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like the degree of severity of the disease is considerably less than they experienced with delta. we're seeing inklings of that now in the united states. the uk is also seeing that. i do hope that we do have the net effect a diminution in the severity. yesterday we had 214,000 cases, even with the diminution and severity we still could have a surge on hospitals particularly among the unvaccinated which they're really worried about. >> 214,000 cases. is that a number you think could reach half a million soon? >> you know, it's possible, kaitlyn. i don't think it will but you never can tell. it depends. there are so many things that we can do to mitigate against that. the thing we keep talking about is that if you're not vaccinated, get vaccinated but importantly boosters are really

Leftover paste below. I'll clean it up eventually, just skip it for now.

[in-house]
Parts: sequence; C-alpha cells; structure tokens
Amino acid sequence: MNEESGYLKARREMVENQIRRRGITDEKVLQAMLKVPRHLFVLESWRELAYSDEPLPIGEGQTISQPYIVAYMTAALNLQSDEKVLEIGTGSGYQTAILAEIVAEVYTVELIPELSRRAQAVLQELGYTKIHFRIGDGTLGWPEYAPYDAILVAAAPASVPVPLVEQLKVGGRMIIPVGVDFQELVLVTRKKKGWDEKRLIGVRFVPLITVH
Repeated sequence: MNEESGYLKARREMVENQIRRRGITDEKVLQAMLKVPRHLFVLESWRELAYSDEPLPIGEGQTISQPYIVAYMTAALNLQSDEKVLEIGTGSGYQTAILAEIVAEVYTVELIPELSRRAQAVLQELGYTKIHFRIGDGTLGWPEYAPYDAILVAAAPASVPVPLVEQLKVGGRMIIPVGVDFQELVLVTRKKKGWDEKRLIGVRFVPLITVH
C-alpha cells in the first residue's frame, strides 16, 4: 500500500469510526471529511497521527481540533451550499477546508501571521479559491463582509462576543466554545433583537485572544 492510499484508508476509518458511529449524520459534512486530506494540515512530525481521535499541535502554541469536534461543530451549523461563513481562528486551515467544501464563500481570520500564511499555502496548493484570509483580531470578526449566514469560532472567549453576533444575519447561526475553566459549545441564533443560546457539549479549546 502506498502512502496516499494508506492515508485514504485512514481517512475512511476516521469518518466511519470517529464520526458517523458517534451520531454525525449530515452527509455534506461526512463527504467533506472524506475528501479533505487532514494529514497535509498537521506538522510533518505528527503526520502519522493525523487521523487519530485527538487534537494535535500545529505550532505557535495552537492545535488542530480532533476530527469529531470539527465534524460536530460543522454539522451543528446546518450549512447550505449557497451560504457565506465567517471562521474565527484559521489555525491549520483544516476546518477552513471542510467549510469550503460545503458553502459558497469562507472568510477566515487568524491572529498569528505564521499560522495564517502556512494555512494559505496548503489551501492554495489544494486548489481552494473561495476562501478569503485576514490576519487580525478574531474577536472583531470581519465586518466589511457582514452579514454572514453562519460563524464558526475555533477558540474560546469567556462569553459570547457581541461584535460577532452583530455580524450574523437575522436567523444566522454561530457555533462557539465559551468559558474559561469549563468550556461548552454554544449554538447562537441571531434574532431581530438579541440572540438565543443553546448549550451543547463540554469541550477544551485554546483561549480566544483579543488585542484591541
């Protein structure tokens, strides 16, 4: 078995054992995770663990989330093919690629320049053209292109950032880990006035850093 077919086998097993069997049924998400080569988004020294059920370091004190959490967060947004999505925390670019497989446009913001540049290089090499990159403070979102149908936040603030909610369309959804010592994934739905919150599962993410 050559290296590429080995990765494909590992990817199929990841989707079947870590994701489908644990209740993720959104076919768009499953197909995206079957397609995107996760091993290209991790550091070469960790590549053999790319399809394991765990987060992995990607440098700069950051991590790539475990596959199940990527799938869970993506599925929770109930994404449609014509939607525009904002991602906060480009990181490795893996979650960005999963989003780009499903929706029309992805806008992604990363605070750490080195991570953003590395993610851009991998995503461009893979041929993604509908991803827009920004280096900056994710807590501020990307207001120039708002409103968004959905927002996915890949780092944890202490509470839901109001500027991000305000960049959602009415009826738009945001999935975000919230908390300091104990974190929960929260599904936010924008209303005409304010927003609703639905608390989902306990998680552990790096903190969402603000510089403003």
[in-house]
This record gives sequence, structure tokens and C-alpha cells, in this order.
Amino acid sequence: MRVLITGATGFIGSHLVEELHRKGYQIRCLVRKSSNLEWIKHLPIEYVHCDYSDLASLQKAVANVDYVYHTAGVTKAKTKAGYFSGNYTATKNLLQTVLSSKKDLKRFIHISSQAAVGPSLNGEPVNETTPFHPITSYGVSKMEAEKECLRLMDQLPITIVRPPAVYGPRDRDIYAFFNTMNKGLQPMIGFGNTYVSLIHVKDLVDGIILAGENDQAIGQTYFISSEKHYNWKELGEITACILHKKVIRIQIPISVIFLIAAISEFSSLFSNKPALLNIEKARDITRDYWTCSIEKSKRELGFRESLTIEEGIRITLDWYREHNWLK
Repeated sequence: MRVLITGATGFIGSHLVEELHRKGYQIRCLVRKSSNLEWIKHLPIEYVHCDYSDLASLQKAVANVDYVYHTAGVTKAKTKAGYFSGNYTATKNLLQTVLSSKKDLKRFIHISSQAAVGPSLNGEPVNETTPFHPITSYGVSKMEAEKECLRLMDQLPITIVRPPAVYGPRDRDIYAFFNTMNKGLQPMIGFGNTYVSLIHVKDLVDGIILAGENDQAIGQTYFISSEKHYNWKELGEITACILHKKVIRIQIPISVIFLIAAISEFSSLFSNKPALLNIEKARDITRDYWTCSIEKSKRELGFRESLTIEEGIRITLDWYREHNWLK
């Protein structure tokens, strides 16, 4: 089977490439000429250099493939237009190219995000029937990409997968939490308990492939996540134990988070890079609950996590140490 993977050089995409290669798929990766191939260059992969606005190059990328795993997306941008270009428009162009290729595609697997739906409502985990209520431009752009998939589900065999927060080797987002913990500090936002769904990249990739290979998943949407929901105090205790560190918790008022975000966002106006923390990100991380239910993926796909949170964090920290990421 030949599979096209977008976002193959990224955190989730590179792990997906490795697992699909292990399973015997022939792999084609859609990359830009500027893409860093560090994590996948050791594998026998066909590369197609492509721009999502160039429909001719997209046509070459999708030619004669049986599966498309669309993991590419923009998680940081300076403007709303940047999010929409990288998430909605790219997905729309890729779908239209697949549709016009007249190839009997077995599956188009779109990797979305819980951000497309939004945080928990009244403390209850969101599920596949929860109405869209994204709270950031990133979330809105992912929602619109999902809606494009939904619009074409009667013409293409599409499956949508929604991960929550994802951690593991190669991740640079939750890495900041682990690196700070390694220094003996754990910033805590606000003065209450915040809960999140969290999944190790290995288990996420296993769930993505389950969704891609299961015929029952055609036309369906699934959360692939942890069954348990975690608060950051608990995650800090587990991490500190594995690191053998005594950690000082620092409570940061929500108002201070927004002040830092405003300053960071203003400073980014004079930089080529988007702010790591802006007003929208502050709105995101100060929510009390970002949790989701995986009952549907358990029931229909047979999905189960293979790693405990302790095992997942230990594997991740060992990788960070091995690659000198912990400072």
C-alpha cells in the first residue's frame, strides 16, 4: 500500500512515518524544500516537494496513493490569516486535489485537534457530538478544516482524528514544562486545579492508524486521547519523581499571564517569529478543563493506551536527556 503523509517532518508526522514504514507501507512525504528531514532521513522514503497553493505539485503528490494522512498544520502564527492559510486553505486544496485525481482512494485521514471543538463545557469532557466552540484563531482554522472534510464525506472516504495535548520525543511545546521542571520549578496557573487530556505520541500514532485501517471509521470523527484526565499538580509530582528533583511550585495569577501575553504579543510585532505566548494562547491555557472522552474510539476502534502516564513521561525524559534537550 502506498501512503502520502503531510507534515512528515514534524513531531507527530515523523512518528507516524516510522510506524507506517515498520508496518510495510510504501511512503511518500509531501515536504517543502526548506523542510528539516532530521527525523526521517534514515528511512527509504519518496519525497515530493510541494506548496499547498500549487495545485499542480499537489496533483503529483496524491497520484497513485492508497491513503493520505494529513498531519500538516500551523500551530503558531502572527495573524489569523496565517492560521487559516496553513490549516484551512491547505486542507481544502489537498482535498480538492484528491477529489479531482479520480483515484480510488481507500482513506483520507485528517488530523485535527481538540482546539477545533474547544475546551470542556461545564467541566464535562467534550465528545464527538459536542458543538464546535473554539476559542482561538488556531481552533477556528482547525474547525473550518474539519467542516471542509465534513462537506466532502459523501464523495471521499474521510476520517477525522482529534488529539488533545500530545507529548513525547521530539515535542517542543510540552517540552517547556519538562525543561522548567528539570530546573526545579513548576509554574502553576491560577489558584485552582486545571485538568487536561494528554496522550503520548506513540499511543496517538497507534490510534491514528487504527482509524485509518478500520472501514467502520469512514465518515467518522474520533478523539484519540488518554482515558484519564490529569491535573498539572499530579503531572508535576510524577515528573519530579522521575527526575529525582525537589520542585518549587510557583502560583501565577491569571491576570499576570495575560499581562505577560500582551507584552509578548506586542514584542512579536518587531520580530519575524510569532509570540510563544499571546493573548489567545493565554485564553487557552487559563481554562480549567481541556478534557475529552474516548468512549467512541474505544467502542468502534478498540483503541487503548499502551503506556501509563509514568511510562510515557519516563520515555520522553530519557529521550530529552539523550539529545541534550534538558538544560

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looming as something very, very important because if you look at the data particularly with omicron, the protection against infection and severe disease goes way, way down with omicron, but when you get a boost, it brings it right back almost to the level where it was before, so boosters are always good for any variant, but particularly for omicron, if you're vaccinated and not yet boosted and your time comes for getting boosted, please get boosted. it will make all the difference to prevent you from getting severe disease. >> the cdc says health care workers asymptomatic can go back to work after seven days if they have a negative test result. is this something the government is considering shortening for everyone, given you've seen other countries do that? >> well, it's going -- certainly we're considering it going beyond just health care workers because there are a lot of people in society that are